Yale Working Group in Contemporary Poetry

Gleaning the Cube

Posted in Events, WGCP Communications by beineckepoetry on September 25, 2010

Minutes of the WGCP meeting with Pierre Alferi, Friday, September 17, 2010.

On Friday, September 17, the poet, novelist, and filmmaker Pierre Alferi joined us for a discussion of his work, particularly his collection OXO (French title: Kub Or), translated by Cole Swensen.

Our discussion with Alferi began with a question to him about how he navigates his sense of the various media and literary forms in which he is invested.  Alferi responded, and in large part this speaks to his process as an artist is that he sees himself as a land surveyor rather than a geometrist.  The surveyor enters into a mapless space with no prior image of the territory.  Alferi believes that through writing he feels his way into the space.  Feeling his way, there is a trajectory for his thinking, but one without a map or without general knowledge.  There are techniques of orientation such as triangulating position by way of fixed stars, but there don’t predetermine what is actually to be discovered.

In some ways, constraints are like these fixed stars as they are the pretext for generating his own responses so he can sort through his experiences.  Alferi then shifted metaphors and suggested that form serves as a kind of sieve by which he can sift everyday experience for the moments of revelation, intuition and surprise that are part of daily life (and which too often go otherwise unnoticed).  Beginning a work is the opportunity to invent (or find) the most effective sieve to make these discoveries possible.

When asked if there were any models that he had in mind in terms of his approach to working with language and with images he confessed that he often desired to emulate scientists insofar as there is a precision to their experimenting.  In other words, his goal is not to arbitrarily play with language but to do things that produce new possibilities for insight and representation. In that way, we come to know the capabilities of consciousness that much better.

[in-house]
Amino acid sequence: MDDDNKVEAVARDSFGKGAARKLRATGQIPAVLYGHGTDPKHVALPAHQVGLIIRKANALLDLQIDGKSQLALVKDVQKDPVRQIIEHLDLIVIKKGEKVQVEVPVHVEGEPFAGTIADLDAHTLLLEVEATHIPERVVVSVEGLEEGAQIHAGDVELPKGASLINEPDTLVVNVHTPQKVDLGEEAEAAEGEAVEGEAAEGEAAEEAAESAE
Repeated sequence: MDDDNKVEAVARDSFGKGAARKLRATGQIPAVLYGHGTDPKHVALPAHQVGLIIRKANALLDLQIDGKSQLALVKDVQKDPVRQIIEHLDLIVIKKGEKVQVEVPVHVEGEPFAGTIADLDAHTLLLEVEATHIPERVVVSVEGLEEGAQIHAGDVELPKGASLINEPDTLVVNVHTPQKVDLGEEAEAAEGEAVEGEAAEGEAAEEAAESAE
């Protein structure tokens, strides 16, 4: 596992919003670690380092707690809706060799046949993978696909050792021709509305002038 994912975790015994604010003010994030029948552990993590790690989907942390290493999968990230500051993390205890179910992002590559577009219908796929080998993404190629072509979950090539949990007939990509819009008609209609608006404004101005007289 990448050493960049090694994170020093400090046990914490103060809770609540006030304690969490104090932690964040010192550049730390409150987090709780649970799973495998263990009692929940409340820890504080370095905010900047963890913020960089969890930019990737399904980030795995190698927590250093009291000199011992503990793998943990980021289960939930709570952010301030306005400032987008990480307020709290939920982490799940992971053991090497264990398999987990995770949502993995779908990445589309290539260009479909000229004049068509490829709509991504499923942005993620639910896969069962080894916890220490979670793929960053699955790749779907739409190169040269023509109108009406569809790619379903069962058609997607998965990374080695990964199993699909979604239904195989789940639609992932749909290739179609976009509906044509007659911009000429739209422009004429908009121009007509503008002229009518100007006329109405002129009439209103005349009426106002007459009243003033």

Alferi mentioned that when his work his characterized as “playful” it often seems that people feel the work lacks seriousness.  In reality, he hopes that the use of language through poetic operations yields a broadened sense of what it means that we are primarily linguistic beings. It also indicates how form and language are organic, living things, susceptible to change, evolution, and adaptation.  Poetry reveals the flexibility of language.

He discussed, for instance, the constraints of OXO—the seven lines of seven syllables across seven sections.  With a seven-syllable line, there can be no caesura that establishes symmetry within the line.  Any pause will group the elements of the line in odd patterns, resulting in a fundamental instability that appears line by line. The fact that Swensen’s translation breaks the lines in different places and places the caesuras in places different than in the French indicates how that instability is maintained across languages.  The cubic trope that develops also lends itself to compactness within the lines and across the poem that visually signals his work’s decisive split from a more classical line.  The difference is evident to the eye as well as the ear.

Alferi referred to this as a formless form, which sparked further discussion of what constitutes form. Alferi argued that poetry is not simply form but is the negotiation—and even the struggle–of an animating force with the plastic nature of linguistic form.  We might see this as some animus (perhaps we might call this consciousness) working with and against the limitations of language. This also goes beyond simply one’s ideas of the literary and engages with metaphysical concerns with what constitutes being itself.  This is another way, that the stakes of Alferi’s “playing” with language are revealed as being quite ambitious and profound.

In his films, which often incorporate linguistic tropes, Alferi feels he can represent the evanescence and ephemerality of language because time is such an essential part of cinema.  His use of soundtracks allows him to create rhythmic pulses that enable one to scan (as one scans a poem’s prosody) the visual images. The combining of cinema and poetry into a shared poetics represents the fact that the ordering of perception is constantly occurring no matter how conscious or unconscious that process might be.  Alferi’s work brings that process into view, makes it somewhat opaque is that we can be aware of the fact that the sieves we create to understand our experiences occur not just in the arts but in everyday life as well.

As is evident, the discussion of what constitutes form and the impact of aesthetic experience on one’s sense of the world was extremely generative and provocative.  All agreed that this was a thoughtful and at times profound conversation and set the bar high for the rest of the semester.  Our collective thanks to Pierre Alferi for his engaging thoughts and his willingness to join our group to discuss the issues arising from our reading of his work. (RD)